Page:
If you have looked at the pictures on our web site you may have noticed that we had some awesome times after leaving Canada and before our breakdown north of Salt Lake City. There is a gap in our blogs and we want to fill that in for you.
Ever since we came close to the mountains we were talking about outdoors activities we wanted to try. We did some of them, horseback riding and whitewater rafting in British Columbia but still had a big one on our bucket-list: ZIP-lining. Though we have come across some ZIP-lines we never actually did it and in hindsight we are glad about that because none of them would have come even close to the ones we found in Montana!
After crossing the border we found a nice campground in Columbia Falls which we made our home base for a week. It was very conveniently located to go visit Glacier National Park and only a day's drive from Bozeman where we planned to stop again. Bozeman again is perfectly located for yet two more national parks: Yellowstone and Grand Teton. But these would come a little later and we'll tell you about them in another blog.
So we're in Columbia Falls and had seen Glacier National Park. I had expected a little more of it based on the name. There was no ice or even snow to be found anywhere and honestly I'd recommend the Icefield Parkway in British Columbia over Glacier to anyone who is looking for an alpine scenery. All in all it was still worth seeing though. And we did the same thing as we had done last year for Canada, we bought an annual pass valid for all the national parks in the U.S. so we can visit them without spending too much money on admission fees and then asking ourselves: was it worth it?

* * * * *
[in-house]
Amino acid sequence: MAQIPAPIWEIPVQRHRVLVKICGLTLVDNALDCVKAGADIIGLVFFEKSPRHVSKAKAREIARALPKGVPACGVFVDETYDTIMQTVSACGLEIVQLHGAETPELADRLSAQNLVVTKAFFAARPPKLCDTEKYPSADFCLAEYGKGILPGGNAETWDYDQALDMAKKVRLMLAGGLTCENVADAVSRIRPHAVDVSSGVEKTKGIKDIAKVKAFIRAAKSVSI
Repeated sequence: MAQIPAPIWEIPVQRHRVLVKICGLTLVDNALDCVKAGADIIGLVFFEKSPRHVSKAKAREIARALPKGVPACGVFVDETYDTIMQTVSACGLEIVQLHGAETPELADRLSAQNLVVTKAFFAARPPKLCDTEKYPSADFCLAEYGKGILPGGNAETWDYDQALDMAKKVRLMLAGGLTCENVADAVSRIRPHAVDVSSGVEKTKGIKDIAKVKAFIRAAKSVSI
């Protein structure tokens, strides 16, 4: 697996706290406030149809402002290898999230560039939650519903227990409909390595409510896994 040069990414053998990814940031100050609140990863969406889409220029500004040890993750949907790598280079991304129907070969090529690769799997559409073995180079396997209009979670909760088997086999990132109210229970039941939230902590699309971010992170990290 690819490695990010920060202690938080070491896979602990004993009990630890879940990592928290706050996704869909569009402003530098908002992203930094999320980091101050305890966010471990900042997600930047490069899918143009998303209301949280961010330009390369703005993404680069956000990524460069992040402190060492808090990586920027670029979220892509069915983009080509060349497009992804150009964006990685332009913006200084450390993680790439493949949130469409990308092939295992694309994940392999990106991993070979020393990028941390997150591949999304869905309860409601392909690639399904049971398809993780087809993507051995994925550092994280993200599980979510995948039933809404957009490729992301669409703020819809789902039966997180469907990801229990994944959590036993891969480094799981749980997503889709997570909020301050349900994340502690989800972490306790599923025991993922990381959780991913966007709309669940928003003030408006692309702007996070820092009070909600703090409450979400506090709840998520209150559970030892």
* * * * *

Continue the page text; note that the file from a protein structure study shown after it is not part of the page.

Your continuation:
Montana, as you might know, has some mountainous regions and so we were not surprised to find an outfit offering ZIP-line tours. I called and after talking to them booked both of us on a 7-ZIP-line tour. You could also go for 5 lines only and leave the two longest and fastest ones out. But what would the fun be in that? So two days later we were at the resort, getting geared up and instructed on how things were going to work. A safety video and the comments of our two guides later we were out the door and walked to the first line. It is a short one and kind of a test if one got the different positions you're supposed to use while on the line. You can go "pencil" (lay back and stretch out) to go as fast as possible. You don't actually have to do this if you don't want to (we did of course). The 'Starfish" (sit up and spread-Eagle) and the landing positions are crucial though to slow down and come in for a save landing at the end of the lines. Actually the spread-Eagle gives you maximum air-resistance, the only way to slow down. There are no breaks here.
After the guides decided we all knew what to do, our 14-person group headed out to have some fun. We zipped down a total of 7 lines, 8750 feet / 2669 meters (the longest ones 1900 feet / 580 meters each) in total, at speeds of over 50 miles/hour (80 km/hour) and as high as 300 feet / 91 meters above ground. WOW! What fantastic fun we had! We wouldn't miss this experience for the world. I actually envy the guides for their job. They get to zip those lines every day! Now that's a dream job as far as I'm concerned. See the pictures and watch the video on our web site and you will understand how much fun this was.
Some of you might know the song "Live like you were dying" by Tim McGraw. We kind of put our own spin on the chorus of that song:
We went ZIP-lining
We went horseback riding
We went 3.7 hours on a whitewater raft
And we went farther
And we played harder
And never before has life been this much fun
And we hope
Some day you too will get a chance to do what we have done
With this we say goodbye for now. Please com back for more new.